Tyrosine phosphorylation can be thought of as a biochemical switch. When a phosphate group is added to tyrosine, an amino acid found in proteins, it changes the way the protein functions and alters its interaction with other proteins within the cell. Because tyrosine phosphorylation is connected to such processes as cell differentiation, cell division and cell migration, these changes are fundamental to both the development and stability of living organisms. Accordingly, when tyrosine phosphorylation goes awry, it can lead to diseases like cancer, diabetes and neurodegenerative disorders.
As Associate Professor Kristen Naegle points out, making sense of tyrosine phosphorylation is an immense project. Thanks to improvements in measurement technologies, we now know that there are 46,000 of phosphotyrosines in the human proteome, that’s more than twice the number of protein encoding genes in the human genome.
"I am very excited to be part of a department whose faculty members routinely use data- and computationally driven approaches to gain insight into biological problems. This is relatively unusual."Kristen Naegle joined the department in Fall 2018
Making the Move from St. Louis to Charlottesville
At Washington University in St. Louis, Naegle established a reputation for pairing computational and molecular techniques to predict and test the role of tyrosine phosphorylation on proteins and cellular networks. For instance, she analyzed data from a previously published study that isolated phosphorylation in a HER2-positive breast cell line and a normal breast cell line. She found small changes in signaling dynamics produced very large changes in the relationships between groups of signaling molecules that could lead to metastasis. Experimental data was consistent with this finding.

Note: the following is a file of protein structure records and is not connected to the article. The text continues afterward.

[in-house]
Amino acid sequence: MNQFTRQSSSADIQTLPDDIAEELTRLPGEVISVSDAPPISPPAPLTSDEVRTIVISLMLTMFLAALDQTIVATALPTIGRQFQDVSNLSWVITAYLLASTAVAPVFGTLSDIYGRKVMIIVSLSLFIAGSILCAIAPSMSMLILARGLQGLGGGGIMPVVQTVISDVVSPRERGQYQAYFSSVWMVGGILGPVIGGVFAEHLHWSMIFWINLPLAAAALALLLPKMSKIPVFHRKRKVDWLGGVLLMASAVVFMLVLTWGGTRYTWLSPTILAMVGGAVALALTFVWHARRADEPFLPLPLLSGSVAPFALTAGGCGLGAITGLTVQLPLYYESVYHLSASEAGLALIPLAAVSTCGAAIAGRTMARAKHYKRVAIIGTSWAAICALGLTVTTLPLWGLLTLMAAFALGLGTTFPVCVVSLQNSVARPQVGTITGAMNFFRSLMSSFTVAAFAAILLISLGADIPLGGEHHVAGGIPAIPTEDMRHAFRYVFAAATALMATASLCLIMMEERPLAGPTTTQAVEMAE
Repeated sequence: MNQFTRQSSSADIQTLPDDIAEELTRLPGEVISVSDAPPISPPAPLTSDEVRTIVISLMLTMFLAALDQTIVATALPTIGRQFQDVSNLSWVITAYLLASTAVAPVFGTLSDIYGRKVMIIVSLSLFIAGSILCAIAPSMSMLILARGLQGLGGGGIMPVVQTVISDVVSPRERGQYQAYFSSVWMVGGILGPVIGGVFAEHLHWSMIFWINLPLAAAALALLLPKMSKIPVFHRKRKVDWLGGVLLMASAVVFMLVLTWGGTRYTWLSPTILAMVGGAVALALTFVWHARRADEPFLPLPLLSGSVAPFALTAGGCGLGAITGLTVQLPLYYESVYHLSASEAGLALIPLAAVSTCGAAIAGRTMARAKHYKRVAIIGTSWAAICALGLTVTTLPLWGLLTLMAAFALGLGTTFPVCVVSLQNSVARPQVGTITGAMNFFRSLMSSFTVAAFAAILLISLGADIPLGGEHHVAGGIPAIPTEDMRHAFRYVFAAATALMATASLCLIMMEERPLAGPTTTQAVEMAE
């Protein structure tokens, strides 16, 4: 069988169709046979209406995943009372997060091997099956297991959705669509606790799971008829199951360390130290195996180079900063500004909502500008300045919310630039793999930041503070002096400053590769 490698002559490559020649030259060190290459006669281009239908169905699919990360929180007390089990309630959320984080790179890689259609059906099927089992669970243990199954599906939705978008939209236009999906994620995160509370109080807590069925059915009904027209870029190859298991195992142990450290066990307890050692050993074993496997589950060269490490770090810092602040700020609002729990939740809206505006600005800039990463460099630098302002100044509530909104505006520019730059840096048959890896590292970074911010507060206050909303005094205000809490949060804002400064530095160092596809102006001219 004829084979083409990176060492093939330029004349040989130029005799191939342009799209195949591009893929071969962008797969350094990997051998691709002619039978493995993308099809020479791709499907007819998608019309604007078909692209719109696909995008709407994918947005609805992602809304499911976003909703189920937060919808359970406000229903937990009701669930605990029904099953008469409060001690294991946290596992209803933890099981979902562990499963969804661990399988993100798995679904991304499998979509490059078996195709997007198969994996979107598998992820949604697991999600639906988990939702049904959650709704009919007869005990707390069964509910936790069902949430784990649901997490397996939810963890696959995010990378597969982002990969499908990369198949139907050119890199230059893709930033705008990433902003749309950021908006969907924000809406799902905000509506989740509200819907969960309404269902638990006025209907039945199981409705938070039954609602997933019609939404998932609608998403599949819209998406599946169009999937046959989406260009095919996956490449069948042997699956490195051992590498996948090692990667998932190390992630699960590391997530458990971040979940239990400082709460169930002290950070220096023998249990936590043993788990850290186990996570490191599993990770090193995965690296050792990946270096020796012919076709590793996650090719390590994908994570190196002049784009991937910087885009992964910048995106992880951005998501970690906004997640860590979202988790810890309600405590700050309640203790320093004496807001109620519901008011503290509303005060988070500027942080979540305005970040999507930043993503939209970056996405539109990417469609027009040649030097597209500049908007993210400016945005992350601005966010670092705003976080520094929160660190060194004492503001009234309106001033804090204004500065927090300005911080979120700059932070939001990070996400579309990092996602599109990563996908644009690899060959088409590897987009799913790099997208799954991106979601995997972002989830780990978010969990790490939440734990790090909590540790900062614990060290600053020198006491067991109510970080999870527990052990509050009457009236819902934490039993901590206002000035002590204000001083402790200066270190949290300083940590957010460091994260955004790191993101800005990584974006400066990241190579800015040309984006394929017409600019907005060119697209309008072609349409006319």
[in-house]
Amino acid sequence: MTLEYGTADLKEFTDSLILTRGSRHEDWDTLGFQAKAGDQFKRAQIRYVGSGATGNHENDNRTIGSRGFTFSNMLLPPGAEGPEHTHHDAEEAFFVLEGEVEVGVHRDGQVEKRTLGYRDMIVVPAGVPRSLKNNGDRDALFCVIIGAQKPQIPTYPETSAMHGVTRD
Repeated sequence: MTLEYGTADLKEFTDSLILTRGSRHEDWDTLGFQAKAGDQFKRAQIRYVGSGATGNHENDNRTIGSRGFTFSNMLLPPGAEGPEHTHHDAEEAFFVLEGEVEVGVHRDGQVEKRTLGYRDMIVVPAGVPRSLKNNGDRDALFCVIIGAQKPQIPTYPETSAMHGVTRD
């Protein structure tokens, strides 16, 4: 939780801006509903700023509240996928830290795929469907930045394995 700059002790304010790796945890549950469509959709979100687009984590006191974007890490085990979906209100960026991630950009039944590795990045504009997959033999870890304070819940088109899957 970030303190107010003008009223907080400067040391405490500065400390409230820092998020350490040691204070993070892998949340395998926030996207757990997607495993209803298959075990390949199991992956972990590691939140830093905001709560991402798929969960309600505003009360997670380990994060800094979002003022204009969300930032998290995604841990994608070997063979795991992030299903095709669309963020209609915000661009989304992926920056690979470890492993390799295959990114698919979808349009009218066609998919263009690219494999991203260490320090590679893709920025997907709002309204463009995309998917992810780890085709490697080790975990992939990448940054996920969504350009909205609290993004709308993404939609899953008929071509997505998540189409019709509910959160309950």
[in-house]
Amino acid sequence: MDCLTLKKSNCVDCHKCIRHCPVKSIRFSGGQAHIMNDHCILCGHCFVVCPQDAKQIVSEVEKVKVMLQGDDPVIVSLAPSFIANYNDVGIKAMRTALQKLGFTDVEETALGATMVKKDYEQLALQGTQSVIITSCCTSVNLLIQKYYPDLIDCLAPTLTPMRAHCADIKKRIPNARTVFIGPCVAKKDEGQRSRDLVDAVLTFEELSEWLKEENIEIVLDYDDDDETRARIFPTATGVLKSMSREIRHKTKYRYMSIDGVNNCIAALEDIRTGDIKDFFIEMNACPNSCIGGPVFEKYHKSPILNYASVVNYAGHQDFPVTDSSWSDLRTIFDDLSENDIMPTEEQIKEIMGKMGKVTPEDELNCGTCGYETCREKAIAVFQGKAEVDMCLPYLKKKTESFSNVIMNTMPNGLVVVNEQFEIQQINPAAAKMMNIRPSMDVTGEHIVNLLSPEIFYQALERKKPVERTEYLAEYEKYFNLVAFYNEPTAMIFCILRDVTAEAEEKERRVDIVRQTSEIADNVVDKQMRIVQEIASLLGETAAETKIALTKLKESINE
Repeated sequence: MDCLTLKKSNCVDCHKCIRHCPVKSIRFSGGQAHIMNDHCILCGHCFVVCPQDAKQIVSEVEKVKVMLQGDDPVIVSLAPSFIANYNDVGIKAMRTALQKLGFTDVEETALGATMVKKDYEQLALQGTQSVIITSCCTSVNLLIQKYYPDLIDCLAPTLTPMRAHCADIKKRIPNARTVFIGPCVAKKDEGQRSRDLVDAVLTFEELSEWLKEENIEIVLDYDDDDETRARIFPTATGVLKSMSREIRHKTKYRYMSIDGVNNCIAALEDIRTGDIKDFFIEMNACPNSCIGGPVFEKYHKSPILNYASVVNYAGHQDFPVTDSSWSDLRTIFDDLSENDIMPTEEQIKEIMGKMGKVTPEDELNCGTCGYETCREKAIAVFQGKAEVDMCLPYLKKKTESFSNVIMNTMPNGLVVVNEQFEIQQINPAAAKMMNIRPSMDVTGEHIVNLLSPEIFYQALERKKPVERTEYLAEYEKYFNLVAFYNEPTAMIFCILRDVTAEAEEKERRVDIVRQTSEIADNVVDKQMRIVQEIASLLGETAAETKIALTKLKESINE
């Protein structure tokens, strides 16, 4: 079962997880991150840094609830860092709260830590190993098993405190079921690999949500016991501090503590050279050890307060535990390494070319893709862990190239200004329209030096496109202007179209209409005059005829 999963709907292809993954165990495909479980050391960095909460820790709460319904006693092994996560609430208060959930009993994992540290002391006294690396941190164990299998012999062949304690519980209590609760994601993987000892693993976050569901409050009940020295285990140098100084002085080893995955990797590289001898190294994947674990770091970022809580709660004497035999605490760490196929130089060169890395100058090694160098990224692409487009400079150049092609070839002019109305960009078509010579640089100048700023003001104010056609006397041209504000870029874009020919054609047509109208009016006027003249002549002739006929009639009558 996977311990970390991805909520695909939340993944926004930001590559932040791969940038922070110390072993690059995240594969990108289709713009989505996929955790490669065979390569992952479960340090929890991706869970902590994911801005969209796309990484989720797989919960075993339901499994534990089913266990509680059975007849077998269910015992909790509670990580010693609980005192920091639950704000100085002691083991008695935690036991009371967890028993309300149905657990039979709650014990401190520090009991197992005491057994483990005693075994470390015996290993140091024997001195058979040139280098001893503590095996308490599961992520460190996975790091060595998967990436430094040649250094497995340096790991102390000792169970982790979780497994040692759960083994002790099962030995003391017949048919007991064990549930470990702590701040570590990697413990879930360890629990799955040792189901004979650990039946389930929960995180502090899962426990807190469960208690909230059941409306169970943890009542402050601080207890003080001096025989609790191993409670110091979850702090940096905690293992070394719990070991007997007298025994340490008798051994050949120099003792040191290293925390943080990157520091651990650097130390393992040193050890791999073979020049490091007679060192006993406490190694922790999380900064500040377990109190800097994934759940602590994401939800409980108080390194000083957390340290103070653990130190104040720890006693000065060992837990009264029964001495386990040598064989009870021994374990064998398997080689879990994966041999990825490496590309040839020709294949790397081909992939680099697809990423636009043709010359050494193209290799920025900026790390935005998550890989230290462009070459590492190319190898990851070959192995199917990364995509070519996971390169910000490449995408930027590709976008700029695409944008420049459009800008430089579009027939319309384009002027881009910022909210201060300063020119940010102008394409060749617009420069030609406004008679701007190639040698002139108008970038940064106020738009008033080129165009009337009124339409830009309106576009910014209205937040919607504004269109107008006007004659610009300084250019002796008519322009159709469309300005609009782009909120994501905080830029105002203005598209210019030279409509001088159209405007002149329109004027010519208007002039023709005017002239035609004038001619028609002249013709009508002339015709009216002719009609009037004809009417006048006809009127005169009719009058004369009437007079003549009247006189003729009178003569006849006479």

Naegle brings these strategies for cell signaling to UVA where she joins faculty members applying similar approaches to issues of inflammation, infectious disease, cardiac disease and cancer. “I am very excited to be working with a group of people doing cutting-edge work in quantitative approaches to signaling,” she says. “And to be part of a department whose faculty members routinely use data- and computationally driven approaches to gain insight into biological problems. This is relatively unusual.”
Approaching Tyrosine Phosphorylation as a Design Problem
As a researcher, Naegle takes an eclectic approach. “In my lab, we are not tied to a specific technique or methodology,” she says. “Our overriding interest is tackling the challenge of tyrosine phosphorylation, and we cross disciplines as necessary to achieve this goal.” Naegle and her team regularly tap evolution, machine learning, statistics, mechanistic modeling, biochemistry and cell biology in their work. In essence, she approaches her work as a design problem, putting together from a variety of sources the information and tools needed to test her hypotheses.
As an educator, Naegle feels that being part of a lab that draws its inspiration from different perspectives and disciplines is particularly beneficial to her students. “It is important to learn early on to be wide-ranging in your thinking,” she says.
Welcoming the Full Range of Perspectives
Social inclusion is also important to her. As a researcher and teacher, Naegle is alert to building a diverse environment where everyone feels welcome. “I have committed myself to trying to understand stereotype threats,” she says, referring to a situational predicament in which people underperform, relative to their own ability, as a result of belonging to a group that is negatively stereotyped in that particular task. “I try to do everything I can to mitigate them, whether I’m in the classroom, the lab, or sitting down with undergraduate advisees. I feel it is my responsibility as an educator.”
Naegle joins the department this fall as Associate Professor of BME with courtesy appointments in Computer Science and the Center for Public Health Genomics.